Updated on 1 August 2014
Japan increased its tax on cigarettes from 5 percent to 8 percent
Singapore: A survey conducted by Japan Tobacco has revealed that smoking rates in the country have fallen by 20 percent for the first time, since 1965.
Growing health consciousness and hefty taxation on tobacco products would have resulted in the decline, said experts. The survey was conducted in May, a month after Tokyo raised sales taxes for the first time in 17 years, pushing up the price of cigarettes, alcohol and other consumer goods.
The survey covered 32,000 people aged 20 and above. The smoking rates for men fell by 30.3 percent. For women, the rate dropped by 9.8 percent, for the first time. The estimated number of smokers stood at 20.59 million, down by 1.36 million.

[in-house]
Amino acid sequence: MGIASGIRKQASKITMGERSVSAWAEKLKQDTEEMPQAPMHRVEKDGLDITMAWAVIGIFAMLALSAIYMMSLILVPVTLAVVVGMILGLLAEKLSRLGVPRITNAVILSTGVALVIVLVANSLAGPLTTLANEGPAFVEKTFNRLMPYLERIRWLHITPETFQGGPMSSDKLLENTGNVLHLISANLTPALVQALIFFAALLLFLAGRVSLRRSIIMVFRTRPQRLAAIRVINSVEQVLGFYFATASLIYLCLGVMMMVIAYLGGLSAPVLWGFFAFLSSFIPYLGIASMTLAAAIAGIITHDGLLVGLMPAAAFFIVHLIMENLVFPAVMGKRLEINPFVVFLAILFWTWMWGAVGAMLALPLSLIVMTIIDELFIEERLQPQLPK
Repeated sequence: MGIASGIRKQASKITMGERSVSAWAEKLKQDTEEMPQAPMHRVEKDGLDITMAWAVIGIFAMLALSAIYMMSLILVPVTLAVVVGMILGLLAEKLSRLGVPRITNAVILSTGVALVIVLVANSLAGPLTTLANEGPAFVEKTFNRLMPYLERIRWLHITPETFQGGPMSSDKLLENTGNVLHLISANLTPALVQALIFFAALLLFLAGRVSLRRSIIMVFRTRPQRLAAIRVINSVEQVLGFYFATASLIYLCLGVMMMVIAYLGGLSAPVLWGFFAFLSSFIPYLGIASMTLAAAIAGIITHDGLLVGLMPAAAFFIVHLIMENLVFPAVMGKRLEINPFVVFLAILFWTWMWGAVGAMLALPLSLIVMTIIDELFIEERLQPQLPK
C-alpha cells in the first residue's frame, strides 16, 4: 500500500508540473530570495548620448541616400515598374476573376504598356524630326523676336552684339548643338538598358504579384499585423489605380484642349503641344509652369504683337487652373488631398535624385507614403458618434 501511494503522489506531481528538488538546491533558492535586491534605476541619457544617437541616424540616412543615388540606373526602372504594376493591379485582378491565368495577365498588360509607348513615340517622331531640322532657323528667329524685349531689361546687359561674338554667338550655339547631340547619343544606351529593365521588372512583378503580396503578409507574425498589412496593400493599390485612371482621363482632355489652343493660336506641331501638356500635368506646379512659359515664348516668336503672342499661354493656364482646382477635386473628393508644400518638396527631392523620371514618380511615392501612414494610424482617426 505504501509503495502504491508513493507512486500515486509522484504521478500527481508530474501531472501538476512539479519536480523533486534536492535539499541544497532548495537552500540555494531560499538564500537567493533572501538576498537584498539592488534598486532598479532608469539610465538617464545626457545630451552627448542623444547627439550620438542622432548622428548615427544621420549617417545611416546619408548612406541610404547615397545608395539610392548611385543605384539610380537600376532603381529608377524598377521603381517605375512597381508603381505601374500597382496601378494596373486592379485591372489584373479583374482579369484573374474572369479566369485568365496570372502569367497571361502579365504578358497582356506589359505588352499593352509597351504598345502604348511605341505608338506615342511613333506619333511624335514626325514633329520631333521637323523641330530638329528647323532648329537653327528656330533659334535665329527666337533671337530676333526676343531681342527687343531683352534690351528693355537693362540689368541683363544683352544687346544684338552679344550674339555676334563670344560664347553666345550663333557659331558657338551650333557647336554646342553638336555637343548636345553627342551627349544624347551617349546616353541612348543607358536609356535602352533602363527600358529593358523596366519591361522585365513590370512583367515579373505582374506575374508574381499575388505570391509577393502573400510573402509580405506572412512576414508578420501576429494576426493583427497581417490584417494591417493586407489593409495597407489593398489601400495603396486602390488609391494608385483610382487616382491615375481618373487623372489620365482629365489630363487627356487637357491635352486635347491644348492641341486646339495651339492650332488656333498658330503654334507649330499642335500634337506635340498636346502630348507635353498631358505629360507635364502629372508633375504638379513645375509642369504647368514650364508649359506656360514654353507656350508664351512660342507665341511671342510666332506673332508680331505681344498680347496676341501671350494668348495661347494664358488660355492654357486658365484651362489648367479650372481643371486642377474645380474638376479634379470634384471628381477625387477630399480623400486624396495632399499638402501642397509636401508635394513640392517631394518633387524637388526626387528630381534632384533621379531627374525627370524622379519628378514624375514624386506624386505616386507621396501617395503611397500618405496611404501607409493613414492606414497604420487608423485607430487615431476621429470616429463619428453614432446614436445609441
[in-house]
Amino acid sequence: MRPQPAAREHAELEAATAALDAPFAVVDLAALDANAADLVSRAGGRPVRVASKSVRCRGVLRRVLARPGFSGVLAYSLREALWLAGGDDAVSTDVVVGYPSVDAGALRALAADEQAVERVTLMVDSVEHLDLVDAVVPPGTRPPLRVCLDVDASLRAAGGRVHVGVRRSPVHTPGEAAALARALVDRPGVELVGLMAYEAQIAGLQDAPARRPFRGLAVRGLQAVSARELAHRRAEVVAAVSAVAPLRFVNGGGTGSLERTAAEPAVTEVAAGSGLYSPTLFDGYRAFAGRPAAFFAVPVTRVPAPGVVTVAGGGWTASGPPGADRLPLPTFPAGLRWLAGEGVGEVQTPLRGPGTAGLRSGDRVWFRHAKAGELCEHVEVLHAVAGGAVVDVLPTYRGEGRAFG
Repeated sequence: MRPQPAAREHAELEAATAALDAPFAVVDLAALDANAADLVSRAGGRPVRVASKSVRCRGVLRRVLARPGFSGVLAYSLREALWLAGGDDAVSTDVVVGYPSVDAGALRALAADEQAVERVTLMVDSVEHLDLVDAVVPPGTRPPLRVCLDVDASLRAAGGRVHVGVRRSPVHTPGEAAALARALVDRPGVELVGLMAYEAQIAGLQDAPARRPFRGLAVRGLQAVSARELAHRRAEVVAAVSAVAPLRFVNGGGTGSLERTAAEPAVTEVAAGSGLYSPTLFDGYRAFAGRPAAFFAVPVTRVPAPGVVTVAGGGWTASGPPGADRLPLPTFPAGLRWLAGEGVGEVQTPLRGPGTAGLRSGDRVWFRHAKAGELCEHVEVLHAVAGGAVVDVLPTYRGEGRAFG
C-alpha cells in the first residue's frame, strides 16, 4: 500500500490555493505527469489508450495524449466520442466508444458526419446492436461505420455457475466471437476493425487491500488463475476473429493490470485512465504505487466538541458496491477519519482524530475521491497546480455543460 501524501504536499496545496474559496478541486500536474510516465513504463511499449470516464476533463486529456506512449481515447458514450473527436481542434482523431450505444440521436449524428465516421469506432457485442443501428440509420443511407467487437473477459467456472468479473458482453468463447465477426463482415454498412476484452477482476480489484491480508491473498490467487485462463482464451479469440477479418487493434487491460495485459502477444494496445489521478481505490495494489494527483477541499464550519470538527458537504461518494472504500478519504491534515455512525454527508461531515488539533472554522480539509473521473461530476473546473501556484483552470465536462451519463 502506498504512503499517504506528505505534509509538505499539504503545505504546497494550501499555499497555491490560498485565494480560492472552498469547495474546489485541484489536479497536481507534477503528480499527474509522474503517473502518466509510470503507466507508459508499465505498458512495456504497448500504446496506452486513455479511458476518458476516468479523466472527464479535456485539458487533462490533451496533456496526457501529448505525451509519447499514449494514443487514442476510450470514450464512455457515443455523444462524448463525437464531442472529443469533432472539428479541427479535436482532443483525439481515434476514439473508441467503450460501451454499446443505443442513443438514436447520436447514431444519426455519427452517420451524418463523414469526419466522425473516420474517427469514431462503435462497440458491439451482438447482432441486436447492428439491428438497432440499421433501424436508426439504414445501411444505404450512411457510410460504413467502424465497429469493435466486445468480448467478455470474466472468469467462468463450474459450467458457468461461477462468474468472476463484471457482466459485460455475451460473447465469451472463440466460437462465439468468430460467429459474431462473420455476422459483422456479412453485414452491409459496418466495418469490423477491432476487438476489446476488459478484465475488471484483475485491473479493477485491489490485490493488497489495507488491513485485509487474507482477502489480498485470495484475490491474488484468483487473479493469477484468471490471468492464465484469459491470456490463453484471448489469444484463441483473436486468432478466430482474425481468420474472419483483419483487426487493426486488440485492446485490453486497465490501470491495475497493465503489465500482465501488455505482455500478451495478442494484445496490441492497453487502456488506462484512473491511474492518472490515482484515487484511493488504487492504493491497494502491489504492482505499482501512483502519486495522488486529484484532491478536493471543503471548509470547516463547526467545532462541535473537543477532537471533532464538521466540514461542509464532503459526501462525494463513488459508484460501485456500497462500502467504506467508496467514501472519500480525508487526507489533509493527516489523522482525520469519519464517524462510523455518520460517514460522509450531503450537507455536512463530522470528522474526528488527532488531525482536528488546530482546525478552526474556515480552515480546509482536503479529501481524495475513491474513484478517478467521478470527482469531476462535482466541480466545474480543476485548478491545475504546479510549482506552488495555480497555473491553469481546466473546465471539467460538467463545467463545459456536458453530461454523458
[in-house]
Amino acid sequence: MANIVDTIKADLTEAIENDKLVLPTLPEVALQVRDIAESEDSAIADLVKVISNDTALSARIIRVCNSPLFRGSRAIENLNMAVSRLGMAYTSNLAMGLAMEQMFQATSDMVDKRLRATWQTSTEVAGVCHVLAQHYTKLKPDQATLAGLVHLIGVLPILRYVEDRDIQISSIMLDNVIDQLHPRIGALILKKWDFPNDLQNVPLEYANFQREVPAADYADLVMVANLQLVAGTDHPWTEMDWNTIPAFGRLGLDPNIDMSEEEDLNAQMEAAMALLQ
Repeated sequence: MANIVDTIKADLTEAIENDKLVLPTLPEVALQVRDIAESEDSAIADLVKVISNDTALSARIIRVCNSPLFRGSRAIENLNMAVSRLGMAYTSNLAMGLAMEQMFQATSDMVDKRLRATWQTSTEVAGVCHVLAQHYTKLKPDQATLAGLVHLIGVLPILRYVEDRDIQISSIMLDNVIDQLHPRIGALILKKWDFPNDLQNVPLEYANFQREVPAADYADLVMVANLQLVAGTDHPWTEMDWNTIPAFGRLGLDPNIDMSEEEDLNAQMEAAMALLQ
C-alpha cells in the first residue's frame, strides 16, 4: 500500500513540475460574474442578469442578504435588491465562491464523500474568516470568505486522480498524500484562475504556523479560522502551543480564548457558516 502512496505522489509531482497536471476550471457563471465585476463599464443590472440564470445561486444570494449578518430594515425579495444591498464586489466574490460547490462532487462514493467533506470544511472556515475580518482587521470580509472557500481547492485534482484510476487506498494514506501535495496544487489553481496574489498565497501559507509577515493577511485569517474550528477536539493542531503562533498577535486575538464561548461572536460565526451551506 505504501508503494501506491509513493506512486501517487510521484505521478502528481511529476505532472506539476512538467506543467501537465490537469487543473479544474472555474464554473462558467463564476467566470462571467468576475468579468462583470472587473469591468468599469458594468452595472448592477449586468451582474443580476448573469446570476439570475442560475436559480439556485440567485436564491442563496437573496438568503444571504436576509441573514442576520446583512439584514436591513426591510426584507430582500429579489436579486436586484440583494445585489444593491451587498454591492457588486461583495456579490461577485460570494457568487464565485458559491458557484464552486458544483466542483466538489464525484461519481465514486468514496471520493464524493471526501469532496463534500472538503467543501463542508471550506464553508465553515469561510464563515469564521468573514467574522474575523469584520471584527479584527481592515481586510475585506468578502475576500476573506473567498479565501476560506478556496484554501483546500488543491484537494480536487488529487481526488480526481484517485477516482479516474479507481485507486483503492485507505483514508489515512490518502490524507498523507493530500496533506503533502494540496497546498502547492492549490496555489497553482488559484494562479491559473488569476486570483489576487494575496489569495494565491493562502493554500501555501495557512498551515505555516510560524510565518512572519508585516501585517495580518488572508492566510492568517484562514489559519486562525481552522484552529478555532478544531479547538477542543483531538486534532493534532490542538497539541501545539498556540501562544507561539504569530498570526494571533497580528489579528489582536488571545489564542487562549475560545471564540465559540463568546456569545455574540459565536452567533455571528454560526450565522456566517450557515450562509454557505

According to Japan Tobacco, the smoking rate peaked at 49.4 percent in 1966, when the rate stood at 83.7 percent for men and 18.0 percent for women, the highest figures on record.
The overall figures put Japan at par with the United States, where the Centers for Disease Control estimated that some 18.1 percent of the adult population smoked. Japan Tobacco said that public campaigns and ageing society of Japan too would have contributed in lowering the smoking rates.